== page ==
As an outside viewer—perhaps someone who just looks at the box score, or maybe just watches the game highlights—you may think that Billy Wagner being on the DL, and possibly being out for a long time, is a setback for the Mets. But is it?
As an avid Mets fan, it's hard for me to understand why so many people are in a state of distress over the wounded closer.
I too am familiar with watching the highlights on ESPN. They go something like this: the Mets get off to a great lead, the starting pitcher pitches a shutout, bullpen issues, then we see Wagner close out the game with a strikeout, and the Mets win 4-2.
But what you don't see is the walk, double, and two loooong fly balls that Wagner routinely gives up.
In save situations, Wagner has saved 27 for the first place Mets, but has blown an unacceptable seven games. This makes for the second most blown saves in a single season in his career (he blew nine in 2000 with Houston). From a supposedly "high-caliber" closer like Wagner, you would expect only two, maybe three, blown saves.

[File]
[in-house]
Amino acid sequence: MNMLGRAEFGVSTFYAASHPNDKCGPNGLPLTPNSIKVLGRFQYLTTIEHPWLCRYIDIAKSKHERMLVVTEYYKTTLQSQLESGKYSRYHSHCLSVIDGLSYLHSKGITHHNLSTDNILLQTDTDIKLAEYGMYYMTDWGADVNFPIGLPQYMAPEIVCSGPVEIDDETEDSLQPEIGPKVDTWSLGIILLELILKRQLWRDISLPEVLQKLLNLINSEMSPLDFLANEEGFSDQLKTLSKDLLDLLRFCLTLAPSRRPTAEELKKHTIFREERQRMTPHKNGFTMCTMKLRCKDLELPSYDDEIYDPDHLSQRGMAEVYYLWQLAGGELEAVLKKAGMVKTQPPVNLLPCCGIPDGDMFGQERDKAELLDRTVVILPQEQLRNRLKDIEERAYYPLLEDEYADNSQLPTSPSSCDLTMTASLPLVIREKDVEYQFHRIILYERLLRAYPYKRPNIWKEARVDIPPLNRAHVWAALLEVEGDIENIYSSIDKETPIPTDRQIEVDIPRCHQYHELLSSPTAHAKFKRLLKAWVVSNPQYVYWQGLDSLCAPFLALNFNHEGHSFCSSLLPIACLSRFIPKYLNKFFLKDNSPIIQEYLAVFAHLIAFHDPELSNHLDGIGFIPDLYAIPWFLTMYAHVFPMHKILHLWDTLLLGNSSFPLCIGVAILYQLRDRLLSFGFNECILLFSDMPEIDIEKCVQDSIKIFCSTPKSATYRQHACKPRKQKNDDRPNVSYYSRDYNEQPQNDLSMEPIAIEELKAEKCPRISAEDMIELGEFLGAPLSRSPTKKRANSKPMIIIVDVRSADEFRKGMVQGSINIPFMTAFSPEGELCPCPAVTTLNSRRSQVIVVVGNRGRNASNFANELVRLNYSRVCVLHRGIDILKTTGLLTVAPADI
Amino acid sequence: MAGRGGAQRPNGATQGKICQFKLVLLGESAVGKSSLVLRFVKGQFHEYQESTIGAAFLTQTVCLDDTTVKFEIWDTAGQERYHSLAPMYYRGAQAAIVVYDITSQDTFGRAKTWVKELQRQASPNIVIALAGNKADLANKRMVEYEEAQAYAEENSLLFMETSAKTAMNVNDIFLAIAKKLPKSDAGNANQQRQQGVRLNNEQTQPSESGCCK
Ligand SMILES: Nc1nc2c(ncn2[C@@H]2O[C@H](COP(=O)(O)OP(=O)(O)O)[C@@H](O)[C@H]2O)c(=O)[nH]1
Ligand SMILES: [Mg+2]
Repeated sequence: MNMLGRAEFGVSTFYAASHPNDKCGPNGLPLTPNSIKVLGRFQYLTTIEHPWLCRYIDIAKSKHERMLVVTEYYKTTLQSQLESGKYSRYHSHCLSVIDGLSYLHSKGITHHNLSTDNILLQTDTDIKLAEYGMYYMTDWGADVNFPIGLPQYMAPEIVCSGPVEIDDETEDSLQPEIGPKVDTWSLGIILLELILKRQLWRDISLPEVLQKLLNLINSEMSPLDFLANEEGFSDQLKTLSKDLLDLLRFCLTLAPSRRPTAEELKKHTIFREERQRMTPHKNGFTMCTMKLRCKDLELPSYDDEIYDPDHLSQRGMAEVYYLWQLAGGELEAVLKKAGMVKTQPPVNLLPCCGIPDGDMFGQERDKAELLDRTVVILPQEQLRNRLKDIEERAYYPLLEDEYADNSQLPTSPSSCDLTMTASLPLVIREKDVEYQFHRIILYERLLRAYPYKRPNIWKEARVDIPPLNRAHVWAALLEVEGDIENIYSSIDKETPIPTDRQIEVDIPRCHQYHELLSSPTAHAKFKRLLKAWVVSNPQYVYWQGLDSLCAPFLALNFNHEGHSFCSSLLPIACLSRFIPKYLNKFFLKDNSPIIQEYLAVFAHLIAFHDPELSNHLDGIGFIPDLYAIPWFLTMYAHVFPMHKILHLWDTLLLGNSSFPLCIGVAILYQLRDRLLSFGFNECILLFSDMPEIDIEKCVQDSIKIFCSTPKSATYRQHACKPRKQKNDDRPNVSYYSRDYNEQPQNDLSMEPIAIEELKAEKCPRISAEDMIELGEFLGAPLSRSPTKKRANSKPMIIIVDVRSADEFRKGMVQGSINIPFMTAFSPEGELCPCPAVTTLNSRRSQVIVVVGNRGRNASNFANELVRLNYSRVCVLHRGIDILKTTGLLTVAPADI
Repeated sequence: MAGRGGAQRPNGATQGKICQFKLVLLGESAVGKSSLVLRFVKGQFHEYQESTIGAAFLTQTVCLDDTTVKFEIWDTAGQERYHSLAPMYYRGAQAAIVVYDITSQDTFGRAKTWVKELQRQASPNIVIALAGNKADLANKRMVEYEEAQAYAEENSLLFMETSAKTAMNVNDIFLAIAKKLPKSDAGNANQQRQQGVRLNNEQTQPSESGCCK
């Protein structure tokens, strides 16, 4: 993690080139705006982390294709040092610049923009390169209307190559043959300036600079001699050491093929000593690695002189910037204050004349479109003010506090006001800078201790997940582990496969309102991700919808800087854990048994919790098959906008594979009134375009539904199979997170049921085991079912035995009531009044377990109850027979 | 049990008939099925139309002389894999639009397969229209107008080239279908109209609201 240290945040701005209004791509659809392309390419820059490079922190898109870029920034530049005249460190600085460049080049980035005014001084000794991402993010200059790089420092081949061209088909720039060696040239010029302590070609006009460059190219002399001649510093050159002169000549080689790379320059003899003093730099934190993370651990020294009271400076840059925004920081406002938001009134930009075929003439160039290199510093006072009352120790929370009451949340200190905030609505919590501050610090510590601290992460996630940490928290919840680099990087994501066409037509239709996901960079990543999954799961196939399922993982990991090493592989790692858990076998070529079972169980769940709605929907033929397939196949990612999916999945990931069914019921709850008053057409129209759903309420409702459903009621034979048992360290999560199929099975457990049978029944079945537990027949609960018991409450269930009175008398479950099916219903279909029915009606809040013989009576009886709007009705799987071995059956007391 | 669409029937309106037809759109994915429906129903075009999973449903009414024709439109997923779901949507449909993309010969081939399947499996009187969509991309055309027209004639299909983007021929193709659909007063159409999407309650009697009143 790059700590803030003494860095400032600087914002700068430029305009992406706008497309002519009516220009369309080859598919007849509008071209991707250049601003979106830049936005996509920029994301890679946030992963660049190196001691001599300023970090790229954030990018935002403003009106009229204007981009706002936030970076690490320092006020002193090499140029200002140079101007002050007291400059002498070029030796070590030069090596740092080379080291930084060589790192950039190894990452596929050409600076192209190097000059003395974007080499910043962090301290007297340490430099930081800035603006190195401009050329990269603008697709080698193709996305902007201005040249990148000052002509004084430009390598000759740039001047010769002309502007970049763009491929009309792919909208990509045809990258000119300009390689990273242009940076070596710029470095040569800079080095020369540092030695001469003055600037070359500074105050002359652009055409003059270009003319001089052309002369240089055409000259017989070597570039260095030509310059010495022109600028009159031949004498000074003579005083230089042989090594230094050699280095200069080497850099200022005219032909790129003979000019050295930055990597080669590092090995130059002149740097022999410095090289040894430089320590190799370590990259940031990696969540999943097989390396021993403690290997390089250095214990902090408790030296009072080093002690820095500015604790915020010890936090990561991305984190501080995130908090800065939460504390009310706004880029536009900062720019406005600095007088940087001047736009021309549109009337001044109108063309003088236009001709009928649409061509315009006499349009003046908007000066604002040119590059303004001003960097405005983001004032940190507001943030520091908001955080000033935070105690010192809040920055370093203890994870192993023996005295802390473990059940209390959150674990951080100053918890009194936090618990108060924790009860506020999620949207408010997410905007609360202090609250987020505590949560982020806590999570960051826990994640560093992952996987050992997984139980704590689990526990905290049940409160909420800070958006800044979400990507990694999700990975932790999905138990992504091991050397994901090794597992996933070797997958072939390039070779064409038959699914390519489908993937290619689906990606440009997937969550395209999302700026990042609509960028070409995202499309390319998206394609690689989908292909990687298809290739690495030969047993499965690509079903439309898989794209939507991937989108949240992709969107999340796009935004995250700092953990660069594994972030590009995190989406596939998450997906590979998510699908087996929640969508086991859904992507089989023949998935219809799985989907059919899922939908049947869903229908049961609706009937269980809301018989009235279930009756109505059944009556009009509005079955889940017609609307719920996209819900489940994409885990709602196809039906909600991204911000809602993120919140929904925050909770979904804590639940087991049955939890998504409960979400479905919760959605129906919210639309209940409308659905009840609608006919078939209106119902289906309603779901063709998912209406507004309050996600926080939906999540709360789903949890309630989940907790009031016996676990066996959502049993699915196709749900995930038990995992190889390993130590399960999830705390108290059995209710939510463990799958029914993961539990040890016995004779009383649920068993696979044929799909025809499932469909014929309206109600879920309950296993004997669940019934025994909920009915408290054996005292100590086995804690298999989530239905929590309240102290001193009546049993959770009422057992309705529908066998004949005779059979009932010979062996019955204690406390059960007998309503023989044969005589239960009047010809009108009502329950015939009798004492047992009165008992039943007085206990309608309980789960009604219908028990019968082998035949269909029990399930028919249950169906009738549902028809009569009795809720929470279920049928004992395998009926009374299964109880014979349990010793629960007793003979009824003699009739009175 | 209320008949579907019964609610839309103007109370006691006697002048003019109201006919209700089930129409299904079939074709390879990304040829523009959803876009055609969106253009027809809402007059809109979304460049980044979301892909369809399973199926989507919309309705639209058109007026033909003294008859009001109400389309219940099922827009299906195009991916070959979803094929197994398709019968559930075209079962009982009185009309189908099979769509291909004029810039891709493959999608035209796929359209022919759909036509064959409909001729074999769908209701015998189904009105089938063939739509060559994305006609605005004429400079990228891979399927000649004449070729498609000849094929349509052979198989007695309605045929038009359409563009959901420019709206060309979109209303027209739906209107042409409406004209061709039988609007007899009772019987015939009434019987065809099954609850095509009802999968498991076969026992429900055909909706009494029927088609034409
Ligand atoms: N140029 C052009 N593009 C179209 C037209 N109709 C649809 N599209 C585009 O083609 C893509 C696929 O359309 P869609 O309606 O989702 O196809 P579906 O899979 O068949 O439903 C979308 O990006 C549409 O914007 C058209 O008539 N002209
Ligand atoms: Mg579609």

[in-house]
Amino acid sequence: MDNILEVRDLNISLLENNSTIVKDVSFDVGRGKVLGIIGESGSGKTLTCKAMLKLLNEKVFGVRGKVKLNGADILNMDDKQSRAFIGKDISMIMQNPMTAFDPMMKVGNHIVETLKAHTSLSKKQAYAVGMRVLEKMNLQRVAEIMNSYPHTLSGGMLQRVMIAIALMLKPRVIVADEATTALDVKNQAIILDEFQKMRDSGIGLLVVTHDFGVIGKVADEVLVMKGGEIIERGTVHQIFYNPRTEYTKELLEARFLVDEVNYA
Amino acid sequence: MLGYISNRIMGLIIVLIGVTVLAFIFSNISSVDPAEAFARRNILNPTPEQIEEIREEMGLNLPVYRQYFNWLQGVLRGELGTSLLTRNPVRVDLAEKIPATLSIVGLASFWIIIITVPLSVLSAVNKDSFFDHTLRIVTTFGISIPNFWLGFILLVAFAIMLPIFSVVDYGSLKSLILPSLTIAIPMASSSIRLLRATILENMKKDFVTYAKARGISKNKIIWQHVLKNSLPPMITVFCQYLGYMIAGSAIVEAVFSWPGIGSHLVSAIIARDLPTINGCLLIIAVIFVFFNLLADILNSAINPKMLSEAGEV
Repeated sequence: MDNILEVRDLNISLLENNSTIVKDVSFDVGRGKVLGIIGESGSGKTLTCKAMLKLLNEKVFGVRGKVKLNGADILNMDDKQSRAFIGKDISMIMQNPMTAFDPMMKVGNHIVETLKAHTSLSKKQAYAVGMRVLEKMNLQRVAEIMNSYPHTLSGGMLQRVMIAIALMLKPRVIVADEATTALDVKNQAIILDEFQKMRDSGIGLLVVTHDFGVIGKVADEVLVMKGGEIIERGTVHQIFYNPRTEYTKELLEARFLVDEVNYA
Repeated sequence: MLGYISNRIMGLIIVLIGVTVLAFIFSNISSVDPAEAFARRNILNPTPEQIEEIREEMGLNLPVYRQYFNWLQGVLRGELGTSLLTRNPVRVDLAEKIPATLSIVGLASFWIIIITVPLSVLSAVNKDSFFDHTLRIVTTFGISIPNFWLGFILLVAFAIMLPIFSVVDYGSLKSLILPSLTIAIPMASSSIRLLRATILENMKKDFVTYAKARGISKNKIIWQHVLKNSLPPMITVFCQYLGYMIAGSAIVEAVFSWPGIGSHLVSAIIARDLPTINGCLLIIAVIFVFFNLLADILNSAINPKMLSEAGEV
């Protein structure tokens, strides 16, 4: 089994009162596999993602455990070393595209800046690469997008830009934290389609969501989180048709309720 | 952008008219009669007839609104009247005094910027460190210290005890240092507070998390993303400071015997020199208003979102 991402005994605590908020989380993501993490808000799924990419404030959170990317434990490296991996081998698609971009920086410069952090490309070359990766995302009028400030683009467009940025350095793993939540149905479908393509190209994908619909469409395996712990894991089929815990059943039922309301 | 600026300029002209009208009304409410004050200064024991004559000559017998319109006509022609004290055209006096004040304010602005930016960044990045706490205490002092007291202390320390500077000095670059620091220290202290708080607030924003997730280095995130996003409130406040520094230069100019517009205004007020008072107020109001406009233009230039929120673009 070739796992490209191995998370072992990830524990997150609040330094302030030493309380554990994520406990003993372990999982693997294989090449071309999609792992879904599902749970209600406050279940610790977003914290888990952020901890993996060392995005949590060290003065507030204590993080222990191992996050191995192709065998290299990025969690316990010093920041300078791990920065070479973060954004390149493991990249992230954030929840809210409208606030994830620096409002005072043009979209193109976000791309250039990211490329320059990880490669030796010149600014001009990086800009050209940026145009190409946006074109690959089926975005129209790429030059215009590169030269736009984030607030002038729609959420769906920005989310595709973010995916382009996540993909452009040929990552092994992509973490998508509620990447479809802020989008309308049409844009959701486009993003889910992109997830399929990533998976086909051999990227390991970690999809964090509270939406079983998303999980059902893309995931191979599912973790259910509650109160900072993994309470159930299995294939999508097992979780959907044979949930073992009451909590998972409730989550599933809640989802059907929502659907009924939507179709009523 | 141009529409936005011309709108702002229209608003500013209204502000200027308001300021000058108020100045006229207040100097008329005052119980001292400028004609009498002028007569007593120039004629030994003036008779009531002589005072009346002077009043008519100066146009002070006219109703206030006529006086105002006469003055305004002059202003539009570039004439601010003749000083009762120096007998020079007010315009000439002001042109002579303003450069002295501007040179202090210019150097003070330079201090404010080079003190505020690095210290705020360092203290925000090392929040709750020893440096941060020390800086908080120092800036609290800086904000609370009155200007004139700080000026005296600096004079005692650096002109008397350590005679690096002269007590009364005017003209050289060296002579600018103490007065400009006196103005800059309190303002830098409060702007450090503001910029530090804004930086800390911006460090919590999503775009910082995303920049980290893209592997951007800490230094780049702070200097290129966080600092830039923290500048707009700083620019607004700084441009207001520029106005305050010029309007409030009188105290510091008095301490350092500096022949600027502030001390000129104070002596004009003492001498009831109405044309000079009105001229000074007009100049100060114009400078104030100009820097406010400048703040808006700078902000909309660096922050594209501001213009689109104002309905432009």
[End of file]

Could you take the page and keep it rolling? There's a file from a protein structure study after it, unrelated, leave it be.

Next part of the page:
I wouldn't mind the blown games and the generally terrifying appearances of Wagner if he weren't hailed as such a great closer. That is why I don't mind no-names coming out of the minor leagues, or other reject Mets pitchers (cough—Heilman—cough) trying their hand at closing.
Maybe Jerry Manuel or Omar Minaya will finally discover someone who can close well for the Mets within the organization, or maybe they will finally wake up and make a deal over the winter for someone new. But please, let this new guy be a winner. Ever since the Armondo Benitez era, I haven't felt secure in leads less than seven runs.
I like to think that most Mets fans are with me on this one. And to you outside viewers, remember this the next time you see the highlights on ESPN—he's not as good as you think.